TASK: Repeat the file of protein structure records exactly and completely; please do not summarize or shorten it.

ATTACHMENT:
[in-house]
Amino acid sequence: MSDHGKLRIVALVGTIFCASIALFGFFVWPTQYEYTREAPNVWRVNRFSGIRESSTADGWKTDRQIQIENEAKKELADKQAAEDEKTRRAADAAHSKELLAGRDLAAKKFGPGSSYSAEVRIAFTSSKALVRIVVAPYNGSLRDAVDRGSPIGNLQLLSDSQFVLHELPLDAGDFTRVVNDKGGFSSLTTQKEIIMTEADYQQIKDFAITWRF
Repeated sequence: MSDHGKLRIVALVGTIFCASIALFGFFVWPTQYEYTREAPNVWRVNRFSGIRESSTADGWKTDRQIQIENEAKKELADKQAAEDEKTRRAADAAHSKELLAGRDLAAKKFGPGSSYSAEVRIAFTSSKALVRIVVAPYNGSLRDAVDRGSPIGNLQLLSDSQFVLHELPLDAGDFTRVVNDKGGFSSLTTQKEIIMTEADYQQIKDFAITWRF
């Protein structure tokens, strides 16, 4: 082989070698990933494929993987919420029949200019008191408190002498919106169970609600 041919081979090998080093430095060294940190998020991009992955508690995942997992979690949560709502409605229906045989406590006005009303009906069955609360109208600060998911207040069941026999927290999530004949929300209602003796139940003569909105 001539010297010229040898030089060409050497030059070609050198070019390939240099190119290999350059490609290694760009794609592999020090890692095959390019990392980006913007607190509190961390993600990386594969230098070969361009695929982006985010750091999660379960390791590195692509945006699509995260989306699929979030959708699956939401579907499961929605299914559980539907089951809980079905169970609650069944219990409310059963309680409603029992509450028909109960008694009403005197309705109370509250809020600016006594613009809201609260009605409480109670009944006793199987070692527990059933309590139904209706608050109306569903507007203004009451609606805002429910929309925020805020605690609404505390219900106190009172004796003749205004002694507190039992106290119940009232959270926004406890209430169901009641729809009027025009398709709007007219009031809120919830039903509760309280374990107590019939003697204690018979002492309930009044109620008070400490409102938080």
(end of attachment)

[in-house]
Amino acid sequence: MSDHGKLRIVALVGTIFCASIALFGFFVWPTQYEYTREAPNVWRVNRFSGIRESSTADGWKTDRQIQIENEAKKELADKQAAEDEKTRRAADAAHSKELLAGRDLAAKKFGPGSSYSAEVRIAFTSSKALVRIVVAPYNGSLRDAVDRGSPIGNLQLLSDSQFVLHELPLDAGDFTRVVNDKGGFSSLTTQKEIIMTEADYQQIKDFAITWRF
Repeated sequence: MSDHGKLRIVALVGTIFCASIALFGFFVWPTQYEYTREAPNVWRVNRFSGIRESSTADGWKTDRQIQIENEAKKELADKQAAEDEKTRRAADAAHSKELLAGRDLAAKKFGPGSSYSAEVRIAFTSSKALVRIVVAPYNGSLRDAVDRGSPIGNLQLLSDSQFVLHELPLDAGDFTRVVNDKGGFSSLTTQKEIIMTEADYQQIKDFAITWRF
């Protein structure tokens, strides 16, 4: 082989070698990933494929993987919420029949200019008191408190002498919106169970609600 041919081979090998080093430095060294940190998020991009992955508690995942997992979690949560709502409605229906045989406590006005009303009906069955609360109208600060998911207040069941026999927290999530004949929300209602003796139940003569909105 001539010297010229040898030089060409050497030059070609050198070019390939240099190119290999350059490609290694760009794609592999020090890692095959390019990392980006913007607190509190961390993600990386594969230098070969361009695929982006985010750091999660379960390791590195692509945006699509995260989306699929979030959708699956939401579907499961929605299914559980539907089951809980079905169970609650069944219990409310059963309680409603029992509450028909109960008694009403005197309705109370509250809020600016006594613009809201609260009605409480109670009944006793199987070692527990059933309590139904209706608050109306569903507007203004009451609606805002429910929309925020805020605690609404505390219900106190009172004796003749205004002694507190039992106290119940009232959270926004406890209430169901009641729809009027025009398709709007007219009031809120919830039903509760309280374990107590019939003697204690018979002492309930009044109620008070400490409102938080």